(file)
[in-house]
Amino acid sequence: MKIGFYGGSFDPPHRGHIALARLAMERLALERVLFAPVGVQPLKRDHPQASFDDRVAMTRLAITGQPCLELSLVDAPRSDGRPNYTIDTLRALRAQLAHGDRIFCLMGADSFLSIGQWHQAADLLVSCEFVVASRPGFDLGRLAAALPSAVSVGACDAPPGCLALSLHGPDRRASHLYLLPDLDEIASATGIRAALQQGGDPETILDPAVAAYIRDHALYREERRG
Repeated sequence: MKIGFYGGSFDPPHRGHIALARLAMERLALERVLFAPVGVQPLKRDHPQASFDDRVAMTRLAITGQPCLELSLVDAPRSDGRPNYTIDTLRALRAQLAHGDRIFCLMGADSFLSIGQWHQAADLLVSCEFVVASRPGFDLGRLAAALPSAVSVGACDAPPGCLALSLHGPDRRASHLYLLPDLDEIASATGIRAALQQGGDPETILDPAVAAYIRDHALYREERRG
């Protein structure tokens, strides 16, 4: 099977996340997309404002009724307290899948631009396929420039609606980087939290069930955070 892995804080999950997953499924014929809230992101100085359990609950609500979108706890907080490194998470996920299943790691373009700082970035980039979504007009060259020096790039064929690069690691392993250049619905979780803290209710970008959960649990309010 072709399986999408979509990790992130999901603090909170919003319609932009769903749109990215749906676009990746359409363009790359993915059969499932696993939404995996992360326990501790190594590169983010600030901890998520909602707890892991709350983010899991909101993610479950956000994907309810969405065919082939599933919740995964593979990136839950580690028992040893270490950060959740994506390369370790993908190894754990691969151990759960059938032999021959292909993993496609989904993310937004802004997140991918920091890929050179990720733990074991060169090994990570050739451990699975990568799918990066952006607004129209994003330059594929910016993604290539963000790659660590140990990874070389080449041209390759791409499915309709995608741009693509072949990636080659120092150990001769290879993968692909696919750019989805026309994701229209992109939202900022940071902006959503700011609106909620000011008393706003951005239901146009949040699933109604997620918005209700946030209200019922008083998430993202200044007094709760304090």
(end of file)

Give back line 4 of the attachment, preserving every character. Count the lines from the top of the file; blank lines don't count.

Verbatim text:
């Protein structure tokens, strides 16, 4: 099977996340997309404002009724307290899948631009396929420039609606980087939290069930955070 892995804080999950997953499924014929809230992101100085359990609950609500979108706890907080490194998470996920299943790691373009700082970035980039979504007009060259020096790039064929690069690691392993250049619905979780803290209710970008959960649990309010 072709399986999408979509990790992130999901603090909170919003319609932009769903749109990215749906676009990746359409363009790359993915059969499932696993939404995996992360326990501790190594590169983010600030901890998520909602707890892991709350983010899991909101993610479950956000994907309810969405065919082939599933919740995964593979990136839950580690028992040893270490950060959740994506390369370790993908190894754990691969151990759960059938032999021959292909993993496609989904993310937004802004997140991918920091890929050179990720733990074991060169090994990570050739451990699975990568799918990066952006607004129209994003330059594929910016993604290539963000790659660590140990990874070389080449041209390759791409499915309709995608741009693509072949990636080659120092150990001769290879993968692909696919750019989805026309994701229209992109939202900022940071902006959503700011609106909620000011008393706003951005239901146009949040699933109604997620918005209700946030209200019922008083998430993202200044007094709760304090």